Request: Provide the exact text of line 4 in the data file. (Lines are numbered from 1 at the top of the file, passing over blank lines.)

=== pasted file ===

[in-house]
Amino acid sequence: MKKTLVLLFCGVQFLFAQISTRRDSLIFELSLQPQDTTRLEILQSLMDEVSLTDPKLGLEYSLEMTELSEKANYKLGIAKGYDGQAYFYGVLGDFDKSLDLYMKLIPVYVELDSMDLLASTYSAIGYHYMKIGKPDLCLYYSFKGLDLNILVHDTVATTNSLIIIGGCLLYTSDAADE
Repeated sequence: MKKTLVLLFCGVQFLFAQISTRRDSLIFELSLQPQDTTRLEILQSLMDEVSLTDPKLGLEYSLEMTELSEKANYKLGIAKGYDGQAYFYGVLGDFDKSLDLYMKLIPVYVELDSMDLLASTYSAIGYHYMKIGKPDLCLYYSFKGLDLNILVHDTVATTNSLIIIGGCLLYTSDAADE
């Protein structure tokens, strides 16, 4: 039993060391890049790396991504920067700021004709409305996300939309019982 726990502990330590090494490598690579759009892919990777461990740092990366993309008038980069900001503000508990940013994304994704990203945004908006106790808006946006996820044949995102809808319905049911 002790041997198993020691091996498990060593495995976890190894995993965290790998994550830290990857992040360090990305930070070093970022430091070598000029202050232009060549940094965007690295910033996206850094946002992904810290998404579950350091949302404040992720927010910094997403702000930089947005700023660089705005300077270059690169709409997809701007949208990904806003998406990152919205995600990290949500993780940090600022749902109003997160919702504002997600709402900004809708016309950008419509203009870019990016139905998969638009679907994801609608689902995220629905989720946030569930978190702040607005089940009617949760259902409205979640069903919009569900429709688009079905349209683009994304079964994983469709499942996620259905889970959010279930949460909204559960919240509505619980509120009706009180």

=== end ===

């Protein structure tokens, strides 16, 4: 039993060391890049790396991504920067700021004709409305996300939309019982 726990502990330590090494490598690579759009892919990777461990740092990366993309008038980069900001503000508990940013994304994704990203945004908006106790808006946006996820044949995102809808319905049911 002790041997198993020691091996498990060593495995976890190894995993965290790998994550830290990857992040360090990305930070070093970022430091070598000029202050232009060549940094965007690295910033996206850094946002992904810290998404579950350091949302404040992720927010910094997403702000930089947005700023660089705005300077270059690169709409997809701007949208990904806003998406990152919205995600990290949500993780940090600022749902109003997160919702504002997600709402900004809708016309950008419509203009870019990016139905998969638009679907994801609608689902995220629905989720946030569930978190702040607005089940009617949760259902409205979640069903919009569900429709688009079905349209683009994304079964994983469709499942996620259905889970959010279930949460909204559960919240509505619980509120009706009180």